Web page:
Tuesday, 14 April 2015

Honey bees are wild, it really is that simple.

There seems to be a large number of people in the bee keeping world that can’t get to grips with the fact that Honey bees can and do live quite contentedly without the assistance of Human beings and have done so for some 300,000 years managing the ups and downs of disease and ice ages. Insects really don’t need us to manipulate their life processes, they just require suitable habitat and living conditions and Honey bees are no exception to this, but already I hear the cries of outraged bee fiddlers everywhere accusing me of bad management, spreading disease and worse.



Let’s start by taking a quick look at some of the mainstream bee keeping practices;

* Clipping the Queens wings to prevent them from being able to fly when the colony attempts to divide and swarm.

* Opening the hive on a regular basis, normally every 7/8 days in the season, removing the frames of comb to check for signs of diseases and for any Queen cells that are made prior to swarming.

* Should Queen Cells be found it is fairly common practice to destroy all but one or two or in some cases all of them. (The bees will make perhaps 10 – 15 but will normally only allow one or two to hatch, the others are insurance).

* Regularly destroy Drone cells and larvae to reduce the number of varroa mites; there is a special tool for this – a Drone comb.

* Use Plastic pre formed honey comb.

* Using various insecticide treatments in the hive to kill varroa mites.

* Regularly removing old Brood comb and replacing, usually with a frame of new wax foundation.

* Transporting hives with bees from one location to another for forage.

* Feeding the bees with artificial pollen substitutes often made from soya flour.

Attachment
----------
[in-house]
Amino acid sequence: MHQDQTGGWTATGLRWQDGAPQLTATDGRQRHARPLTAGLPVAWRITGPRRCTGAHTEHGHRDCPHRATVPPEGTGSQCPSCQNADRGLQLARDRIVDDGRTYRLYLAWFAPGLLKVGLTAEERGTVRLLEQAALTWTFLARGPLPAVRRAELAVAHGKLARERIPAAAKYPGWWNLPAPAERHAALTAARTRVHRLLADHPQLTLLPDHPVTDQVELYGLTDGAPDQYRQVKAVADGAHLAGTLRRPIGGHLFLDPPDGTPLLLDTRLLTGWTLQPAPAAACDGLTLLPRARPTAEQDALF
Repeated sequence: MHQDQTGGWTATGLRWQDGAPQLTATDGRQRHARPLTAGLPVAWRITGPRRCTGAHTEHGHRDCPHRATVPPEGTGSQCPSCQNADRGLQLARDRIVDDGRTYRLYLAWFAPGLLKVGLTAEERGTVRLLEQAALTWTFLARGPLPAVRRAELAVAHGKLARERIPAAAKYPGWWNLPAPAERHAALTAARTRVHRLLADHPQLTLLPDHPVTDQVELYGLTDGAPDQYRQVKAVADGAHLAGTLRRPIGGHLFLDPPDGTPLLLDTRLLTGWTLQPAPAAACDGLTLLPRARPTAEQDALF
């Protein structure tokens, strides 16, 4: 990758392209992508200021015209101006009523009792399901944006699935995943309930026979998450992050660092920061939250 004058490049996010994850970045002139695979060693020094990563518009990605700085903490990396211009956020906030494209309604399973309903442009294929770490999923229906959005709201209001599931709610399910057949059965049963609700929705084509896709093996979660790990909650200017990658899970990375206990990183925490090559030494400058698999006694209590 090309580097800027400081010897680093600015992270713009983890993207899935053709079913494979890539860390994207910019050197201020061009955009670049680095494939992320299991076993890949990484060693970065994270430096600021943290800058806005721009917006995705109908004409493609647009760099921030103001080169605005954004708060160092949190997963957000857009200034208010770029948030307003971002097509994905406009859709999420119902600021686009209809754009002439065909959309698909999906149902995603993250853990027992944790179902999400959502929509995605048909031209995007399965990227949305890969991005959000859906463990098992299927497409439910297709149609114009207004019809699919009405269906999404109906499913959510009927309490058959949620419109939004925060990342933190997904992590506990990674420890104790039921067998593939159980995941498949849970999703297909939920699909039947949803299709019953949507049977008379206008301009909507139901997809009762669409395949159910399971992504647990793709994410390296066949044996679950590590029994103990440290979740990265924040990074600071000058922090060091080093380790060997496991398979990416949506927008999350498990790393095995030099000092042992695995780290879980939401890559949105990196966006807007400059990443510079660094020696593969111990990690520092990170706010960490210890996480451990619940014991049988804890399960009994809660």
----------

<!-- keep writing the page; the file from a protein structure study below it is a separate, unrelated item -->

Granted not all mainstream keepers use or practice all of these methods but weekly removal and inspection of colony frames much of the year, varroa mite control and swarm prevention are considered to be necessary for colony survival and preventing the escape of colonies into the wild.

My perspective on this that puts me in the naughty corner is that I simply don’t think it is right or necessary to treat bees using any of these products or methods. I’m happy for my bees to swarm, in fact it’s a marvel of nature and although it takes time I enjoy swarm collection and hiving them. I never have any health issues with my bees, and yes, I would know and I’m certainly not of a mind to use insecticides in my hives whether they are synthetic or so called natural.  

Contrary to the popular view Honey bee colonies don’t die or fail when left alone or I should say that they don’t fail anymore than would be naturally expected. The only disease that is considered to be serious in France is American Foul Brood which isn’t very common and is mainly spread by bee keepers using infected equipment or selling infected stock.

Much is made of replacing old comb with new wax foundation, but if left to themselves they manage the comb by removing any  that is no longer fit for purpose and replacing or restoring as required, something they have always done.  Many keepers talk of hives becoming too full of honey or too full of brood but again the bees will manage this if they are of local stock although maybe not to our maximum profit.

For the time being how a person wishes to keep and manage their bees is still a matter of choice here in France, (and the UK), but as always there is a vociferous body of people that would impose their views and methods on everyone else.